Aggregation induced emission of a new naphthyridine-ethynyl–gold(i) complex as a potential tool for sensing guanosine nucleotides in aqueous media†
A new organometallic alkynyl–gold(I) complex capable of exhibiting aggregation induced emission was designed and synthesized. The linear complex structure possesses a central Au(I) atom, bearing two axial ligands: (1) 1,3,5-triaza-7-phosphaadamantane and (2) 2-acetamido-7-ethynyl-1,8-naphthyridine. While the former accounts for its partial solubility in an aqueous environment, the latter acts as a receptor unit for binding guanosine nucleotides and derivatives via multiple hydrogen bonding interactions. At high concentrations, aggregation of the complex was observed by the formation of new absorption (λmax ∼ 400 nm) and emission bands (550–700 nm). Formation of aggregates of ca. 60 nm diameter was confirmed by Small Angle X-ray Scattering (SAXS). Disruption of the aggregates in the presence of guanosine derivatives resulted in a ratiometric signal with apparent association constants in the order of 105 M−1 and high sensitivity (around 63% signal change) which are, to the best of our knowledge, in line with the highest values recorded for nucleotide sensors based on hydrogen bonding and capable of working in water. Computational studies indicate the presence of additional hydrogen bonding interactions that account for the strong binding of the Au(I) complex to phosphorylated guanosine nucleotides.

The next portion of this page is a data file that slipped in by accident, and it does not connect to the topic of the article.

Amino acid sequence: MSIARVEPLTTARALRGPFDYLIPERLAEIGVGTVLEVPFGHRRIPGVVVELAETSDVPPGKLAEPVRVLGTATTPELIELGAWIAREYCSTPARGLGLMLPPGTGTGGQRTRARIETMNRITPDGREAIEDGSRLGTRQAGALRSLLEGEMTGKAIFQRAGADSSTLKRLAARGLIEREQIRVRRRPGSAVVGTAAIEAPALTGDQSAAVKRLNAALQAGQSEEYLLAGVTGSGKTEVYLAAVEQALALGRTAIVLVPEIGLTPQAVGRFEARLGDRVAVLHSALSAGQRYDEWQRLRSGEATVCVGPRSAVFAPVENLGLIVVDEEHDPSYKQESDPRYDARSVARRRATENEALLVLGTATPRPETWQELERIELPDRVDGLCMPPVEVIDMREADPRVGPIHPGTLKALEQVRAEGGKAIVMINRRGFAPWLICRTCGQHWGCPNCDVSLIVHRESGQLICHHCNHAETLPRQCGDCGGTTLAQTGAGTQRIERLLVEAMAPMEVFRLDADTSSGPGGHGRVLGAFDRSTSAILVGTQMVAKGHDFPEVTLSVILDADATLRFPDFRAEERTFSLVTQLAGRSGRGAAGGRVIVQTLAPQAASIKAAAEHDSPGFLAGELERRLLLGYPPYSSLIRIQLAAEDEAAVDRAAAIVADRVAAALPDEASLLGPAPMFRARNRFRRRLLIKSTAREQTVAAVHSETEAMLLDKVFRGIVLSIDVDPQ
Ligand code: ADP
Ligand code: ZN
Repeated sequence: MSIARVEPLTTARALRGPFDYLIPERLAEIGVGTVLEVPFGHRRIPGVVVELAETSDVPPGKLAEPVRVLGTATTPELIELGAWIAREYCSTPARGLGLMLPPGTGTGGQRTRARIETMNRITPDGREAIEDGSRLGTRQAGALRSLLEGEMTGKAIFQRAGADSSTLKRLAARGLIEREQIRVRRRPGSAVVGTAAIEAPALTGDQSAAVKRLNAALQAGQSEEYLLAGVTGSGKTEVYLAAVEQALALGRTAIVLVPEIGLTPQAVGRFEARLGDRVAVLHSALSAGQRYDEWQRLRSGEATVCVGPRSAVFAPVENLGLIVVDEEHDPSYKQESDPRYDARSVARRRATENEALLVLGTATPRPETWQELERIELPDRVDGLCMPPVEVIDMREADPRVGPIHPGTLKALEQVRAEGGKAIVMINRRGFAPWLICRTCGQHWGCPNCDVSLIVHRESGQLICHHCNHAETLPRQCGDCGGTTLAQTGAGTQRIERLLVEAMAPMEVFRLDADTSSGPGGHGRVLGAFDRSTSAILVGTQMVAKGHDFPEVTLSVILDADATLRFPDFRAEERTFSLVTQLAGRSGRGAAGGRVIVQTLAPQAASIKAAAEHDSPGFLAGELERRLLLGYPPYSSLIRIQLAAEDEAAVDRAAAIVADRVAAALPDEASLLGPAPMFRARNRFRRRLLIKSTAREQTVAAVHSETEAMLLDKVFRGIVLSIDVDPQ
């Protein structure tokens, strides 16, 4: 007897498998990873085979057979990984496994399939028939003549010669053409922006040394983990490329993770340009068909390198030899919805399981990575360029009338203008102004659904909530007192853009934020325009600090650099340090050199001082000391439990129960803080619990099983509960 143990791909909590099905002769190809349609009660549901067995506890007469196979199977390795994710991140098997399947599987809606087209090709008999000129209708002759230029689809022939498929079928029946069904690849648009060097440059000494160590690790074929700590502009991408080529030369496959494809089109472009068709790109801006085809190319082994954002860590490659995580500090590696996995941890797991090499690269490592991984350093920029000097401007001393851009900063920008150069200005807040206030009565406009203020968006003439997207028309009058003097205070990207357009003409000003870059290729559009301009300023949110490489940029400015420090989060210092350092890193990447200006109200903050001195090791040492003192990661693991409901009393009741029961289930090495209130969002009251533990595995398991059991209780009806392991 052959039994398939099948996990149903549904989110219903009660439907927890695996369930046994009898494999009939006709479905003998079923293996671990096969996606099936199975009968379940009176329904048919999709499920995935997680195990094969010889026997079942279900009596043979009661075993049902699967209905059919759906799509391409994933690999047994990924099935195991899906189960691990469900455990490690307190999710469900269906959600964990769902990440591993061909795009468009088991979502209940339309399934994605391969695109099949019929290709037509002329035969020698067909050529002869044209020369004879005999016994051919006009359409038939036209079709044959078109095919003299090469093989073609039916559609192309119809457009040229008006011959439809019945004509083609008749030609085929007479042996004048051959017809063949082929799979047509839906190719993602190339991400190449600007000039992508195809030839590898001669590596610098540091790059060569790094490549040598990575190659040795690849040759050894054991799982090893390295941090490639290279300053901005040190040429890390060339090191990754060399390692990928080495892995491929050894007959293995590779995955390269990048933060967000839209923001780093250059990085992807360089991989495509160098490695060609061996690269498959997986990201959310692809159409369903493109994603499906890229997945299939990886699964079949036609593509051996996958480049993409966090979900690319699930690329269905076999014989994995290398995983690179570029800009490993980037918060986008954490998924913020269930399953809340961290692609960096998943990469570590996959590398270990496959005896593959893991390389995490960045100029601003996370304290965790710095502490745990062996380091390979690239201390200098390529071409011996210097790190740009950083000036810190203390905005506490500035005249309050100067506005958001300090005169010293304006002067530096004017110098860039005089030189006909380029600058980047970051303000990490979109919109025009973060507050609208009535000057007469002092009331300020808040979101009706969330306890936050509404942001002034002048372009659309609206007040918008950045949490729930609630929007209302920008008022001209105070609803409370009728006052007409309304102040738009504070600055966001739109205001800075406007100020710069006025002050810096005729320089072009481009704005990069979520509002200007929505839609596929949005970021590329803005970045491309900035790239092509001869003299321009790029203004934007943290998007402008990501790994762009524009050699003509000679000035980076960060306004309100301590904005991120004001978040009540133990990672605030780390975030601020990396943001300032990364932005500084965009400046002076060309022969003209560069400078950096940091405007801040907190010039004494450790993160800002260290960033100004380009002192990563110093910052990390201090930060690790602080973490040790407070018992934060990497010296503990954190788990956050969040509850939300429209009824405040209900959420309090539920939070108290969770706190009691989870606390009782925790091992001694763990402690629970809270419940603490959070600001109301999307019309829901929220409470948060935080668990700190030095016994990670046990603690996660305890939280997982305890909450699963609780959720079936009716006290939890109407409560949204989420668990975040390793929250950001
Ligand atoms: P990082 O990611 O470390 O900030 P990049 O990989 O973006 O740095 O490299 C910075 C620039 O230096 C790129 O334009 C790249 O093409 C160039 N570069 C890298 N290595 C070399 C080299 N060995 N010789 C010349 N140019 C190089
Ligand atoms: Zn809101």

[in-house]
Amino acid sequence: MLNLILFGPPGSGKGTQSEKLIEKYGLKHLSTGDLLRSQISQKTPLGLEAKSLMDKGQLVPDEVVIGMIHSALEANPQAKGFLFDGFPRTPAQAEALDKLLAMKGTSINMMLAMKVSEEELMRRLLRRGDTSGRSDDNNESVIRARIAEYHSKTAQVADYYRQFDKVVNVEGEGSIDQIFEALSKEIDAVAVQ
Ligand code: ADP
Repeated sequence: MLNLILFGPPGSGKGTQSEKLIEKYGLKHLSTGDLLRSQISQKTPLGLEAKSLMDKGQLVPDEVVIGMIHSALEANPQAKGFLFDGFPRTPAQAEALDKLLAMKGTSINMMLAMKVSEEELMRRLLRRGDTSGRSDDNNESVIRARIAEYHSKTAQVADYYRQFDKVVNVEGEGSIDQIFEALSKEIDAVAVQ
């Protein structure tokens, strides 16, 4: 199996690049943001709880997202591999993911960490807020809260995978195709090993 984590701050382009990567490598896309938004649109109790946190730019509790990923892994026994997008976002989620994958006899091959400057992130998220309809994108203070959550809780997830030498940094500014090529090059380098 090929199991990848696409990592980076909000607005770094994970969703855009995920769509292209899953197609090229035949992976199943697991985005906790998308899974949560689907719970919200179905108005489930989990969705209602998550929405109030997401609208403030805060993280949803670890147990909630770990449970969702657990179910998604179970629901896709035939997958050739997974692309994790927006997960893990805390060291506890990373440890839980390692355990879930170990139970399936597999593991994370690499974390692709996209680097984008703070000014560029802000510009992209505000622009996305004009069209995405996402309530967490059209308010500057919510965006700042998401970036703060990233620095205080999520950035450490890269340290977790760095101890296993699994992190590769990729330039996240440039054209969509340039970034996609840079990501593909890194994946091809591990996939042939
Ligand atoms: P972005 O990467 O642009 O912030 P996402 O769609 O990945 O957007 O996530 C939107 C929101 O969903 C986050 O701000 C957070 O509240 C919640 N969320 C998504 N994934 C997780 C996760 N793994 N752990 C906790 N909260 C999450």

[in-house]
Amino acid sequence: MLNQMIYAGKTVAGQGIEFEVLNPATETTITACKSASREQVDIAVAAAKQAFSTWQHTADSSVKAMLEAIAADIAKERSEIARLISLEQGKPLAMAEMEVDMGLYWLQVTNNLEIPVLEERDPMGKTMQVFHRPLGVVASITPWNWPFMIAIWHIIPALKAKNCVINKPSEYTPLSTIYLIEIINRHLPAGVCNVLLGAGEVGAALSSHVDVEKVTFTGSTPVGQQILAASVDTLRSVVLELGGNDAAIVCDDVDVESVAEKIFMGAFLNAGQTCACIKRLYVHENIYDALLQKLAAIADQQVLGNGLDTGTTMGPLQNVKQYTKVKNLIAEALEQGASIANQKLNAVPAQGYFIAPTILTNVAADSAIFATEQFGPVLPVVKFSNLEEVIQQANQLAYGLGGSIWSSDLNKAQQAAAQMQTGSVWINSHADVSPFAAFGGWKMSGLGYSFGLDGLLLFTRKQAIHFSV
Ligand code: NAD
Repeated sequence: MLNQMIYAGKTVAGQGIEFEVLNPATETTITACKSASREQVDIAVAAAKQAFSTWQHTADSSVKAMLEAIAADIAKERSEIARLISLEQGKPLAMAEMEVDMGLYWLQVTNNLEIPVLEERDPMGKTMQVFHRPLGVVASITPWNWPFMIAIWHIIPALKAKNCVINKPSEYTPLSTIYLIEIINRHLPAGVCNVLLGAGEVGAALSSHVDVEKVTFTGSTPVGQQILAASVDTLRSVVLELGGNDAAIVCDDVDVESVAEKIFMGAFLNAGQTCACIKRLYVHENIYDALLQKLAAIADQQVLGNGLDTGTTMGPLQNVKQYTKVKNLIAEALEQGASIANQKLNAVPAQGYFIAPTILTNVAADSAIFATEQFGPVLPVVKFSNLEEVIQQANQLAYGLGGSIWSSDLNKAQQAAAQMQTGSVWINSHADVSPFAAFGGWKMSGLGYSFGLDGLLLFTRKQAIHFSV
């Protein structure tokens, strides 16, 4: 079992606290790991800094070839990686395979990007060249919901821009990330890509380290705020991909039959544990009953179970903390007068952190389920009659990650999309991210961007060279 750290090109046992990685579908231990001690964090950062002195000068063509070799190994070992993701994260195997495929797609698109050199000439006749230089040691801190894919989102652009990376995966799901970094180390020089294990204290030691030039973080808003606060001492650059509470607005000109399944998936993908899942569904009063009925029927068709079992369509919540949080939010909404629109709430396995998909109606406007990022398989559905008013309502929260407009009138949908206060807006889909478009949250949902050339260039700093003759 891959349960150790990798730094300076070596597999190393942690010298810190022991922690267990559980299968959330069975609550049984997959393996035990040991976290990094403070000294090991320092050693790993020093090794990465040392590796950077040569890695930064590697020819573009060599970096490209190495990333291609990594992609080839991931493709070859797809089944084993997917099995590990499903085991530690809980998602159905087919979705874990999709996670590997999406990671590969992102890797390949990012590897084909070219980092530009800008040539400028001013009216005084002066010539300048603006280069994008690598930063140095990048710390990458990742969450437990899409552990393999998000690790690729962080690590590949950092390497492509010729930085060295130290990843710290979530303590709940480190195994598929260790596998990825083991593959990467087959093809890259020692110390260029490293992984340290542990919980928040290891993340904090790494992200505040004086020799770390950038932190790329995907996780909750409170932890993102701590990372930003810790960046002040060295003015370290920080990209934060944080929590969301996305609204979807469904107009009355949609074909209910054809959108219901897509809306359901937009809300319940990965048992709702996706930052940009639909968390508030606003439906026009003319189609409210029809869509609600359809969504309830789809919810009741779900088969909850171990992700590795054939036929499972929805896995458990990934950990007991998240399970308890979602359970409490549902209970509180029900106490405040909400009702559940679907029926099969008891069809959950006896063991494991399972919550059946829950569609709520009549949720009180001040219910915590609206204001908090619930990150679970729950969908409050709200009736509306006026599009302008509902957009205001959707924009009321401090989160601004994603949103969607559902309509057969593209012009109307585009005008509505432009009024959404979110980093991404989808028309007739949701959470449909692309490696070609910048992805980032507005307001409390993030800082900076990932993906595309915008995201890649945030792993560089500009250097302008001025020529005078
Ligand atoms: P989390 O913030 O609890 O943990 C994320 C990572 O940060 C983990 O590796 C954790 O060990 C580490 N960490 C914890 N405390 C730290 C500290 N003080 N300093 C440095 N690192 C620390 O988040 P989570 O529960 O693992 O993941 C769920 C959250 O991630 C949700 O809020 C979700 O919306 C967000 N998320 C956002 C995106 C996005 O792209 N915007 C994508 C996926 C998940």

- This article is part of the themed collections: Spotlight Collection: Aggregation induced luminescence of metal complexes and 20th Anniversary of Aggregation-Induced Emission